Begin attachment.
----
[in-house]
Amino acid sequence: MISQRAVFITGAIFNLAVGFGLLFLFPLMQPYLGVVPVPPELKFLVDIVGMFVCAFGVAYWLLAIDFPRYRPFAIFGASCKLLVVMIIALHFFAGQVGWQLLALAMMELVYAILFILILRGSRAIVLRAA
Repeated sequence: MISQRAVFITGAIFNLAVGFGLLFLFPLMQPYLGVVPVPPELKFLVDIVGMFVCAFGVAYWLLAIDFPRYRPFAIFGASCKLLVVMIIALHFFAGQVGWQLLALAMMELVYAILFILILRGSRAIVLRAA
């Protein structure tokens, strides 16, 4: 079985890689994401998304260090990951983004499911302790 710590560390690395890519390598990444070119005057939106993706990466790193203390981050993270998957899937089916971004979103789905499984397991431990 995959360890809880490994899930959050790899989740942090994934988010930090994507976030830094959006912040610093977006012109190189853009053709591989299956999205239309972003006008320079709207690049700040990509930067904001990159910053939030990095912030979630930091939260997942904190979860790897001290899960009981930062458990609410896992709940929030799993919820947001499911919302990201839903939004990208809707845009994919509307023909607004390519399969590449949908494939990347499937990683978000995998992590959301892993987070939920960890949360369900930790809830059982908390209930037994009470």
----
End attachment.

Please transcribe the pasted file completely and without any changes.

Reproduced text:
[in-house]
Amino acid sequence: MISQRAVFITGAIFNLAVGFGLLFLFPLMQPYLGVVPVPPELKFLVDIVGMFVCAFGVAYWLLAIDFPRYRPFAIFGASCKLLVVMIIALHFFAGQVGWQLLALAMMELVYAILFILILRGSRAIVLRAA
Repeated sequence: MISQRAVFITGAIFNLAVGFGLLFLFPLMQPYLGVVPVPPELKFLVDIVGMFVCAFGVAYWLLAIDFPRYRPFAIFGASCKLLVVMIIALHFFAGQVGWQLLALAMMELVYAILFILILRGSRAIVLRAA
């Protein structure tokens, strides 16, 4: 079985890689994401998304260090990951983004499911302790 710590560390690395890519390598990444070119005057939106993706990466790193203390981050993270998957899937089916971004979103789905499984397991431990 995959360890809880490994899930959050790899989740942090994934988010930090994507976030830094959006912040610093977006012109190189853009053709591989299956999205239309972003006008320079709207690049700040990509930067904001990159910053939030990095912030979630930091939260997942904190979860790897001290899960009981930062458990609410896992709940929030799993919820947001499911919302990201839903939004990208809707845009994919509307023909607004390519399969590449949908494939990347499937990683978000995998992590959301892993987070939920960890949360369900930790809830059982908390209930037994009470």